Banking has gone more electronic, it has become more vulnerable. Robbing a bank used to require a gun and a gateway car. Now hackers can attack banks within a click of a mouse. The sudden rise of notorious hacking groups possesses serious questions whether depositors’ money is safe in the bank.
Banks are increasingly automating most of their processes with the aim of becoming more efficient and reduce operational costs. As banks drive strategies to make it more convenient for customers to access bank services, it has exposed most of them to significant cyber-attacks. So one wonders whether banks should commit more resources investing in strong rooms or technology that is responsive when cyber-attack incidents are noticed.
The threat against banks has however evolved. Although the physical infrastructure of the banks is largely secure as a result of strong rooms and protected by armed guards, the software that runs it is not secure at all. The bank’s most critical resource is the bankers’ realm that houses all clients’ data. Any IT failure at a bank can result into financial instability and undermine trust in payment methods such as debit cards.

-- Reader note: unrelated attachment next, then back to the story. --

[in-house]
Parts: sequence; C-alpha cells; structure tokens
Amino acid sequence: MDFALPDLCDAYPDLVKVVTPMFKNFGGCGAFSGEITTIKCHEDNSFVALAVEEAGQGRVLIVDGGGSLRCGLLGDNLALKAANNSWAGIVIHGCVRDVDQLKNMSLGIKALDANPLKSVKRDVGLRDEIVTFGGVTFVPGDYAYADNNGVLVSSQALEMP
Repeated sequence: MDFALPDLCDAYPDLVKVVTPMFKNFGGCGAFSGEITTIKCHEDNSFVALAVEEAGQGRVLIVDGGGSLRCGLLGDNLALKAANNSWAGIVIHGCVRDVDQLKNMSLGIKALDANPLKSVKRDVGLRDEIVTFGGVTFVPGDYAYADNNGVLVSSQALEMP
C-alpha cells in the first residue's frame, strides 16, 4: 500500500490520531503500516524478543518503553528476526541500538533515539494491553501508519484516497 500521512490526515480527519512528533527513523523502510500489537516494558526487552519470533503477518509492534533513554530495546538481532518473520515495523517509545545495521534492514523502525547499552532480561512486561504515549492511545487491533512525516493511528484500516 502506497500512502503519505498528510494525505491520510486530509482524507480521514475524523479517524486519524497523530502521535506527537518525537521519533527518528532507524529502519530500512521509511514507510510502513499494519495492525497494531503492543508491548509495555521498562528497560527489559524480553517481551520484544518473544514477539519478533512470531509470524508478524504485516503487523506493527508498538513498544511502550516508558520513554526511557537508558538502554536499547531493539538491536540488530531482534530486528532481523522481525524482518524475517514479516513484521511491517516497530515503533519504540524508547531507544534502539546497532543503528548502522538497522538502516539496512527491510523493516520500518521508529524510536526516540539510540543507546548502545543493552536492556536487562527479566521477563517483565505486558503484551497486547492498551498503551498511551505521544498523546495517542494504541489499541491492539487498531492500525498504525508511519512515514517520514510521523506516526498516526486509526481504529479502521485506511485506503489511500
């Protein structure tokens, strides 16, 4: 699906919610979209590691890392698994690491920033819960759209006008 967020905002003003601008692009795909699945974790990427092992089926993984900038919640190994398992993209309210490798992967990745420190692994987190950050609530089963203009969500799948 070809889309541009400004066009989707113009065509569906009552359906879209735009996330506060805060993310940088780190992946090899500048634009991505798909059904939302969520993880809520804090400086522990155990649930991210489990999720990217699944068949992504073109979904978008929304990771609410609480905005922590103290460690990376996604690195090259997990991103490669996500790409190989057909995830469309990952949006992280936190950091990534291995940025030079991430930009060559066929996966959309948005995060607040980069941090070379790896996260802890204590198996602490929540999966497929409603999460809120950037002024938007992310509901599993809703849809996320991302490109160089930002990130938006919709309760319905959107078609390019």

Bank executives and regulators are now more concerned by the threat posed to financial stability by networks of hackers that have launched a series of attacks on banks in the recent years. At the moment, banks have little incentive to share information on attacks and vulnerabilities with regulators or competitors. Most of the bank fraud incidents are kept within the boundaries of the bank. Supervisors also appear to be unwilling to talk publicly about their concerns or about investigations into lapses by banks.
The critical question here is “should the government just force banks to invest more of their own money in cyber-security, or should the Central Bank devote its own resources to protecting banks from attacks by hackers and their surrogates?